Postmarketing Experience

The following adverse reactions have been identified during post approval use of alglucosidase alfa. Because these reactions are reported voluntarily from a population of uncertain size, it is not always possible to reliably estimate their frequency or establish a causal relationship to drug exposure. In postmarketing experience with alglucosidase alfa, serious adverse reactions have been reported, including anaphylaxis [see BOXED WARNING and WARNINGS AND PRECAUTIONS]. Acute cardiorespiratory failure, possibly associated with fluid overload, has been reported in infantileonset Pompe disease patients with pre-existing hypertrophic cardiomyopathy [see BOXED WARNING and WARNINGS AND PRECAUTIONS].

Recurrent reactions consisting of flu-like illness or a combination of events such as pyrexia, chills, myalgia, arthralgia, pain, or fatigue occurring after completion of infusions and lasting usually for 1 - 3 days have been observed in some patients treated with alglucosidase alfa. The majority of patients were able to be rechallenged with alglucosidase alfa using lower doses and/or pretreatment with anti-inflammatory drugs and/or corticosteroids and were able to continue treatment under close clinical supervision.

In addition to the hypersensitivity reactions reported in clinical trials, the following hypersensitivity reactions have been reported in at least 2 patients and included: anaphylactic shock, respiratory failure, respiratory arrest, cardiac arrest, hypoxia, dyspnea, wheezing, convulsions, peripheral coldness, restlessness, nervousness, back pain, stridor, pharyngeal edema, abdominal pain, apnea, muscle spasm, and conjunctivitis. In addition, one case of hyperparathyroidism has been reported.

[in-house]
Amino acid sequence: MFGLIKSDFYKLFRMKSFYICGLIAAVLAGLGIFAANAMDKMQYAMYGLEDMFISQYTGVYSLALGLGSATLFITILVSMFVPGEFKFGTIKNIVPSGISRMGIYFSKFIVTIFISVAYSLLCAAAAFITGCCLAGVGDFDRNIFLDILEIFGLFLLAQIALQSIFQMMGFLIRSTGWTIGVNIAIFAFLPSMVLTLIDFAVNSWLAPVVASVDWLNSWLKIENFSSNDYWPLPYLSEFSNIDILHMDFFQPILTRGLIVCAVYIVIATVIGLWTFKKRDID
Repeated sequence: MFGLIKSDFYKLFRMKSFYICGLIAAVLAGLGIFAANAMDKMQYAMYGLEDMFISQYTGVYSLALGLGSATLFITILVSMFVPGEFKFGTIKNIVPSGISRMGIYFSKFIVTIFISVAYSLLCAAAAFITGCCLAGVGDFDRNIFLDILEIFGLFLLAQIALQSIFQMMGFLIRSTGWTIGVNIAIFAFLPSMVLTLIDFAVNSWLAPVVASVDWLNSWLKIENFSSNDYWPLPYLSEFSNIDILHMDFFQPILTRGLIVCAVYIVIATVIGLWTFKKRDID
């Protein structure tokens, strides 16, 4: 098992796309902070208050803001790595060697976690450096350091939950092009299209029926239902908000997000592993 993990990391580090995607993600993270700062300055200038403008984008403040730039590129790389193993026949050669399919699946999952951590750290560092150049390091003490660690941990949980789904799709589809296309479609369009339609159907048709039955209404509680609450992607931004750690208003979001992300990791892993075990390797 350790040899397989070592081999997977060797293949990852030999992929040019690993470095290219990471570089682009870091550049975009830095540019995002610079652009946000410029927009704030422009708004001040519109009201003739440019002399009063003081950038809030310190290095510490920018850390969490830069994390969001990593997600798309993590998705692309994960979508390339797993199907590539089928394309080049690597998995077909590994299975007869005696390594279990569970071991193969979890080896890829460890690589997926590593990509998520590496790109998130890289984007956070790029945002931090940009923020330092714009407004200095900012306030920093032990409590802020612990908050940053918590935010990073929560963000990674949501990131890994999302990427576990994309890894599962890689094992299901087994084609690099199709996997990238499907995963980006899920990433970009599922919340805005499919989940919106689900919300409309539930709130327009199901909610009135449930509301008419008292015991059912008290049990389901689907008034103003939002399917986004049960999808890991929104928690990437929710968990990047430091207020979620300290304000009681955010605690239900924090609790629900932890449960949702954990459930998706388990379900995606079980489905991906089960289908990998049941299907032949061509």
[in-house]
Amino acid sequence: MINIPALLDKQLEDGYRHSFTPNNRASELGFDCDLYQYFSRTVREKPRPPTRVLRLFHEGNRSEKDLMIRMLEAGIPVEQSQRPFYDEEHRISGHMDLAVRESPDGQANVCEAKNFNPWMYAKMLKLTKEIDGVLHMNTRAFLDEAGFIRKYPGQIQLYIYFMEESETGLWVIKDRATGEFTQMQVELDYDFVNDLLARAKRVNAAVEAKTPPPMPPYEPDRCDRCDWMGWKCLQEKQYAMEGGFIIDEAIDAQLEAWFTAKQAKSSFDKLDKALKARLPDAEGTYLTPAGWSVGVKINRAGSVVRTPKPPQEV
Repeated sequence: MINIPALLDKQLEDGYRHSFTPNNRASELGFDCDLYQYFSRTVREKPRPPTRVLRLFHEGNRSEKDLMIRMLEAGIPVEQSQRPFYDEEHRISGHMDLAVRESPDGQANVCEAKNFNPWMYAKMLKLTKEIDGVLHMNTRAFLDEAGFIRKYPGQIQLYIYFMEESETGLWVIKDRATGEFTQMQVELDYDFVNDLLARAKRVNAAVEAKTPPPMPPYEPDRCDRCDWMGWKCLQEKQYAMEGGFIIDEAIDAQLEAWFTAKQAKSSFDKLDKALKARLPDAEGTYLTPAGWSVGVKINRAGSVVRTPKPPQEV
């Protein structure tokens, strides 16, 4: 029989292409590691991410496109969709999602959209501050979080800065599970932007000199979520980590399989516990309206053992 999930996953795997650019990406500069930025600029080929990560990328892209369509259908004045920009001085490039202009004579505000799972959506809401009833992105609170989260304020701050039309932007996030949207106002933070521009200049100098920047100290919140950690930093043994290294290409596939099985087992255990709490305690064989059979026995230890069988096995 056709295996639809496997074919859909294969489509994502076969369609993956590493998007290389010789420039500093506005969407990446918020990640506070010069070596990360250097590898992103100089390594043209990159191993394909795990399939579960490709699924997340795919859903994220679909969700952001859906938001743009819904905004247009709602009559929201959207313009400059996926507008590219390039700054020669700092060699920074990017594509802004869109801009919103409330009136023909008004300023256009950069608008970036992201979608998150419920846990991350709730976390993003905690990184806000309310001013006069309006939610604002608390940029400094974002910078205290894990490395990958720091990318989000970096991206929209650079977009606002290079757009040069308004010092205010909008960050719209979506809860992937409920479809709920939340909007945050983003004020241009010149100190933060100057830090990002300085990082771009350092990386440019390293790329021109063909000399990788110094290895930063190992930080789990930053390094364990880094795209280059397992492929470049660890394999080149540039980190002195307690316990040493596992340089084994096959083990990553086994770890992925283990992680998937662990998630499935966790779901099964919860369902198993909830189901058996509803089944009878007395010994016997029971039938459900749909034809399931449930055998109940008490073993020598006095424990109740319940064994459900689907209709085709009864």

Systemic and cutaneous immune-mediated reactions, including proteinuria and nephrotic syndrome secondary to membranous glomerulonephritis, and necrotizing skin lesions have been reported in postmarketing safety experience with alglucosidase alfa [see WARNINGS AND PRECAUTIONS].

Read the Lumizyme (alglucosidase alfa) Side Effects Center for a complete guide to possible side effects


Interference With Other Drugs

No drug interaction or in vitro metabolism studies were performed.

This monograph has been modified to include the generic and brand name in many instances.

Last reviewed on RxList: 8/18/2014